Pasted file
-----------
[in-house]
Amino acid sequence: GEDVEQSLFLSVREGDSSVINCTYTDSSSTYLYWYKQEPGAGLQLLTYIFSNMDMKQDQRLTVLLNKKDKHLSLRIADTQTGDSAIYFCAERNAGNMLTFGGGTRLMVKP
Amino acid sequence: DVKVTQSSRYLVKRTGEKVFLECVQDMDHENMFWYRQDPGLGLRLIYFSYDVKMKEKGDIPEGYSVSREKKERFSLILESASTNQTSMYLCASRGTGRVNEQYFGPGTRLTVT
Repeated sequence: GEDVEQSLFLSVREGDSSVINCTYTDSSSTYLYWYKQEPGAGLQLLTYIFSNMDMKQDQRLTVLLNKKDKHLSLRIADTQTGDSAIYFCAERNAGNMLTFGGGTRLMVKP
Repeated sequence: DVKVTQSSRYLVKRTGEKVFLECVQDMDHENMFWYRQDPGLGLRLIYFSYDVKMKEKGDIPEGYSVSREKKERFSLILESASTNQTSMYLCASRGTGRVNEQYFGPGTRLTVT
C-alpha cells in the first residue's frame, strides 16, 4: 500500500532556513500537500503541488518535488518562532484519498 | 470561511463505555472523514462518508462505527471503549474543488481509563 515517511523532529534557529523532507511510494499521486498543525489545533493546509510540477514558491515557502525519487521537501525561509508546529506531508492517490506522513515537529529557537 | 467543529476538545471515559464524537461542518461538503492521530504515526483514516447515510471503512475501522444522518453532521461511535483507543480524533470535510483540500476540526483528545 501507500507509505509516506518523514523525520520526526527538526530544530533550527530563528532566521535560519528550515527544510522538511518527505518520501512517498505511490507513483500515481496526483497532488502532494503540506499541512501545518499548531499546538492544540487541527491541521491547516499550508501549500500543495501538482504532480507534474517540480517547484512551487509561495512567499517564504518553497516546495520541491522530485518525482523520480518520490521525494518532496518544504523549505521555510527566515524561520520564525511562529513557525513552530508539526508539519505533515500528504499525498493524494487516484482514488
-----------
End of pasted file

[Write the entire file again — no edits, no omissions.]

[in-house]
Amino acid sequence: GEDVEQSLFLSVREGDSSVINCTYTDSSSTYLYWYKQEPGAGLQLLTYIFSNMDMKQDQRLTVLLNKKDKHLSLRIADTQTGDSAIYFCAERNAGNMLTFGGGTRLMVKP
Amino acid sequence: DVKVTQSSRYLVKRTGEKVFLECVQDMDHENMFWYRQDPGLGLRLIYFSYDVKMKEKGDIPEGYSVSREKKERFSLILESASTNQTSMYLCASRGTGRVNEQYFGPGTRLTVT
Repeated sequence: GEDVEQSLFLSVREGDSSVINCTYTDSSSTYLYWYKQEPGAGLQLLTYIFSNMDMKQDQRLTVLLNKKDKHLSLRIADTQTGDSAIYFCAERNAGNMLTFGGGTRLMVKP
Repeated sequence: DVKVTQSSRYLVKRTGEKVFLECVQDMDHENMFWYRQDPGLGLRLIYFSYDVKMKEKGDIPEGYSVSREKKERFSLILESASTNQTSMYLCASRGTGRVNEQYFGPGTRLTVT
C-alpha cells in the first residue's frame, strides 16, 4: 500500500532556513500537500503541488518535488518562532484519498 | 470561511463505555472523514462518508462505527471503549474543488481509563 515517511523532529534557529523532507511510494499521486498543525489545533493546509510540477514558491515557502525519487521537501525561509508546529506531508492517490506522513515537529529557537 | 467543529476538545471515559464524537461542518461538503492521530504515526483514516447515510471503512475501522444522518453532521461511535483507543480524533470535510483540500476540526483528545 501507500507509505509516506518523514523525520520526526527538526530544530533550527530563528532566521535560519528550515527544510522538511518527505518520501512517498505511490507513483500515481496526483497532488502532494503540506499541512501545518499548531499546538492544540487541527491541521491547516499550508501549500500543495501538482504532480507534474517540480517547484512551487509561495512567499517564504518553497516546495520541491522530485518525482523520480518520490521525494518532496518544504523549505521555510527566515524561520520564525511562529513557525513552530508539526508539519505533515500528504499525498493524494487516484482514488